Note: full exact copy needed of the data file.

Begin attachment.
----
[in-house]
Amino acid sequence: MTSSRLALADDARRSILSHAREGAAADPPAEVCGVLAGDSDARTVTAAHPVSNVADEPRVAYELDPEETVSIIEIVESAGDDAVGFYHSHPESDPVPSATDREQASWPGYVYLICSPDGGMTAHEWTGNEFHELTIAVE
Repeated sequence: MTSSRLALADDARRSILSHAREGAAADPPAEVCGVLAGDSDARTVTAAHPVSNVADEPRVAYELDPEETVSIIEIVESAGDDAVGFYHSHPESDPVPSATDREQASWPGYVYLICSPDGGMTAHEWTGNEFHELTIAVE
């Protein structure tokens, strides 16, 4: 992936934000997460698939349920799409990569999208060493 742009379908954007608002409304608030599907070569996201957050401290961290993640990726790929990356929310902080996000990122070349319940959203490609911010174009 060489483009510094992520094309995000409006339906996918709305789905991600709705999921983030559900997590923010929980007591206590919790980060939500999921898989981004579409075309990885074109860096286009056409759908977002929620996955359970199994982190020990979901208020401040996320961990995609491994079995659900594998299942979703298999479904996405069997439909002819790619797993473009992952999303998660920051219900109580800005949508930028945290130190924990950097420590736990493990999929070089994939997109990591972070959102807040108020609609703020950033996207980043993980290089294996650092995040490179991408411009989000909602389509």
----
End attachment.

[in-house]
Amino acid sequence: MTSSRLALADDARRSILSHAREGAAADPPAEVCGVLAGDSDARTVTAAHPVSNVADEPRVAYELDPEETVSIIEIVESAGDDAVGFYHSHPESDPVPSATDREQASWPGYVYLICSPDGGMTAHEWTGNEFHELTIAVE
Repeated sequence: MTSSRLALADDARRSILSHAREGAAADPPAEVCGVLAGDSDARTVTAAHPVSNVADEPRVAYELDPEETVSIIEIVESAGDDAVGFYHSHPESDPVPSATDREQASWPGYVYLICSPDGGMTAHEWTGNEFHELTIAVE
């Protein structure tokens, strides 16, 4: 992936934000997460698939349920799409990569999208060493 742009379908954007608002409304608030599907070569996201957050401290961290993640990726790929990356929310902080996000990122070349319940959203490609911010174009 060489483009510094992520094309995000409006339906996918709305789905991600709705999921983030559900997590923010929980007591206590919790980060939500999921898989981004579409075309990885074109860096286009056409759908977002929620996955359970199994982190020990979901208020401040996320961990995609491994079995659900594998299942979703298999479904996405069997439909002819790619797993473009992952999303998660920051219900109580800005949508930028945290130190924990950097420590736990493990999929070089994939997109990591972070959102807040108020609609703020950033996207980043993980290089294996650092995040490179991408411009989000909602389509």